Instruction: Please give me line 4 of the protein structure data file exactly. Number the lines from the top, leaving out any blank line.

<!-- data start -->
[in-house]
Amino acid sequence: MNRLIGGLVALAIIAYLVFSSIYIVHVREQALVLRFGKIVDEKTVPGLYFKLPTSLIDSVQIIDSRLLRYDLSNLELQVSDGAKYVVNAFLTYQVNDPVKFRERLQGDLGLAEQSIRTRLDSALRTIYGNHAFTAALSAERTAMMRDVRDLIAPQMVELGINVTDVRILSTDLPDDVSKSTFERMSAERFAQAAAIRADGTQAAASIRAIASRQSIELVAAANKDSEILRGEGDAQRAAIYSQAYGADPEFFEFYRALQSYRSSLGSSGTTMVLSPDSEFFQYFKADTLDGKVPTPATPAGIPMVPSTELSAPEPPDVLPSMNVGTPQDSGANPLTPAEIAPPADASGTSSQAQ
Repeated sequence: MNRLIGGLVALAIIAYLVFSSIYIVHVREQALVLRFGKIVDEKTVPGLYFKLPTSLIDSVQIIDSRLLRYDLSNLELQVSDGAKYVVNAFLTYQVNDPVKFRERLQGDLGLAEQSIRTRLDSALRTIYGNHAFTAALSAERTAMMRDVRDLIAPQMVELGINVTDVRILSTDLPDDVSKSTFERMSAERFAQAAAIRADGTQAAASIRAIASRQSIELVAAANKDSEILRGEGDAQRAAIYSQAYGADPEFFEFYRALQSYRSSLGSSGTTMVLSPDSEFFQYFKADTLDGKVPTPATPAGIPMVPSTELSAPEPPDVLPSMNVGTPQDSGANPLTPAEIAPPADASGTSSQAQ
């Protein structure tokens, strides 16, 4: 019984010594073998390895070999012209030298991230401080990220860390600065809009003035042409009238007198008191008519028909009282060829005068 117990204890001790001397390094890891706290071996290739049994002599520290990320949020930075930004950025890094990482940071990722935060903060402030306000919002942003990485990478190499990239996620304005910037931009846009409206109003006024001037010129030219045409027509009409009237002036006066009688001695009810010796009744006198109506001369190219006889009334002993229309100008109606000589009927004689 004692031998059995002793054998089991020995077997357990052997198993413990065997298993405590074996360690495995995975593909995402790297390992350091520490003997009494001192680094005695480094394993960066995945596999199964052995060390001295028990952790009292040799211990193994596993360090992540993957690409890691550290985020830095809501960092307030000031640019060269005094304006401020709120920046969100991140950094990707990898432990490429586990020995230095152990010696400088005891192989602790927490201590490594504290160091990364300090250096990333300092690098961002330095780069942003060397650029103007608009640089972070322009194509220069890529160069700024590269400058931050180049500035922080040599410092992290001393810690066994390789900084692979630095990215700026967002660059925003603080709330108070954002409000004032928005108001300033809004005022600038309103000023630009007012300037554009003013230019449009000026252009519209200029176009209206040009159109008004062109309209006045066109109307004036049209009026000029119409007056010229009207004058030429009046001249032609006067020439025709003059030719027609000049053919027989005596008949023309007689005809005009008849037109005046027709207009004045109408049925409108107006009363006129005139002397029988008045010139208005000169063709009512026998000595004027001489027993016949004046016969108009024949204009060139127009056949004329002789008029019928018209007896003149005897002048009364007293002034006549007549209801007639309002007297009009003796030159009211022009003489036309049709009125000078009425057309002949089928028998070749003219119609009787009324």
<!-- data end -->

């Protein structure tokens, strides 16, 4: 019984010594073998390895070999012209030298991230401080990220860390600065809009003035042409009238007198008191008519028909009282060829005068 117990204890001790001397390094890891706290071996290739049994002599520290990320949020930075930004950025890094990482940071990722935060903060402030306000919002942003990485990478190499990239996620304005910037931009846009409206109003006024001037010129030219045409027509009409009237002036006066009688001695009810010796009744006198109506001369190219006889009334002993229309100008109606000589009927004689 004692031998059995002793054998089991020995077997357990052997198993413990065997298993405590074996360690495995995975593909995402790297390992350091520490003997009494001192680094005695480094394993960066995945596999199964052995060390001295028990952790009292040799211990193994596993360090992540993957690409890691550290985020830095809501960092307030000031640019060269005094304006401020709120920046969100991140950094990707990898432990490429586990020995230095152990010696400088005891192989602790927490201590490594504290160091990364300090250096990333300092690098961002330095780069942003060397650029103007608009640089972070322009194509220069890529160069700024590269400058931050180049500035922080040599410092992290001393810690066994390789900084692979630095990215700026967002660059925003603080709330108070954002409000004032928005108001300033809004005022600038309103000023630009007012300037554009003013230019449009000026252009519209200029176009209206040009159109008004062109309209006045066109109307004036049209009026000029119409007056010229009207004058030429009046001249032609006067020439025709003059030719027609000049053919027989005596008949023309007689005809005009008849037109005046027709207009004045109408049925409108107006009363006129005139002397029988008045010139208005000169063709009512026998000595004027001489027993016949004046016969108009024949204009060139127009056949004329002789008029019928018209007896003149005897002048009364007293002034006549007549209801007639309002007297009009003796030159009211022009003489036309049709009125000078009425057309002949089928028998070749003219119609009787009324």